once upon a time a realty company sales rep in her early 30s went to a party where she lived in sydney, australia. like many single women she may have gone with a skeptical eye toward sleazy dudes. but instead, she hit the jackpot -- she caught the eye of a real prince who was there on vacation, and now she will be the next queen of denmark.it's a true story, and people in copenhagen love this couple. who wouldn't? it's a fantastic real-life fairytale. mary and frederik are everywhere. you can read more about them and their june wedding and how she even lived in texas for awhile on the royal danish website here:

http://www.denmark.dk/servlet/page?_pageid=85&_dad=portal30&_schema=PORTAL30&_fsiteid=175&_fid=12424i

found copenhagen to be a land of contradictions. the people were all tall and blonde and healthy looking, but they smoke more than all other europeans, or so said my guidebook. excluding the UK, more people speak english in denmark than anywhere else in europe. but for some strange reason, culturally they behave quite rudely, or perhaps stiffly is a better way of putting it. the guidebook warned of this and reported that there is no word in the danish language for "please." moms would not like it there.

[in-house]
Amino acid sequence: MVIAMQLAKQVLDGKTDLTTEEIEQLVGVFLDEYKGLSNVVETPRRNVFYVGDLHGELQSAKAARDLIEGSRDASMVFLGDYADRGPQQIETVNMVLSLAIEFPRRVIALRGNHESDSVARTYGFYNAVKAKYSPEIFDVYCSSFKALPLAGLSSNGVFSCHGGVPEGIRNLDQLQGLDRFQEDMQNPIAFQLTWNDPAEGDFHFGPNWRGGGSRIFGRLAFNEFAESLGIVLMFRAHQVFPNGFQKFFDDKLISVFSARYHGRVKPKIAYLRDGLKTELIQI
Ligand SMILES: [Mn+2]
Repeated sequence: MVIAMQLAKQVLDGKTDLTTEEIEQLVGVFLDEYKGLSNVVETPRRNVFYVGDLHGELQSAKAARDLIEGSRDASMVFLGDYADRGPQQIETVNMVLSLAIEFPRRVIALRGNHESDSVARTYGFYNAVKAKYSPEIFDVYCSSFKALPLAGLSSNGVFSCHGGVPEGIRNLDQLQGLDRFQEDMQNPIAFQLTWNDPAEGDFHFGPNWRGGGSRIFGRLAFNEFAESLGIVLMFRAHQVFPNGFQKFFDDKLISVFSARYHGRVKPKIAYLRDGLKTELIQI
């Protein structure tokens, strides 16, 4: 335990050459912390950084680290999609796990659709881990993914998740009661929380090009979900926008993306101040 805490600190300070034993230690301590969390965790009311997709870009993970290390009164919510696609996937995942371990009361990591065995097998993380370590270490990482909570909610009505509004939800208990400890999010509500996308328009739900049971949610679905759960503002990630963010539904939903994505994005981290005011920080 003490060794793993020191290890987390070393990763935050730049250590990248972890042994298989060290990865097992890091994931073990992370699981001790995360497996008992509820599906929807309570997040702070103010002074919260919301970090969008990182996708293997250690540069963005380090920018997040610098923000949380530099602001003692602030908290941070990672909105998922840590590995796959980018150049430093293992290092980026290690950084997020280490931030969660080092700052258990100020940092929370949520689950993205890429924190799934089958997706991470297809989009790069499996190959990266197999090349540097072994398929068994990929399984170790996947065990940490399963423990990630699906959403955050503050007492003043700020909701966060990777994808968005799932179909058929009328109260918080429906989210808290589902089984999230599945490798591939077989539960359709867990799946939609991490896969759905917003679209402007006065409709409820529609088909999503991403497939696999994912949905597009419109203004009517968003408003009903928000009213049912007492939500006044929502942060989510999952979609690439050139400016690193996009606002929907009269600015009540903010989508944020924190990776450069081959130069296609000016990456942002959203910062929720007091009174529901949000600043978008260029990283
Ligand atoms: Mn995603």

i also found copenhagen to look quite a bit different than what i've seen elsewhere in europe. for example, in general, kings in the UK and elsewhere look like they never missed a meal. every time i see a photo of henry VIII he looks like one could tip him over and roll him down a hill. not so in denmark -- king christian (the first important one) and all the kings christian and/or frederik (they're all named that) after him, were warriors. king christian's bust in his castle shows him wearing an earring and braids, with one really buff pec showing, his battle toga covering just half his chest.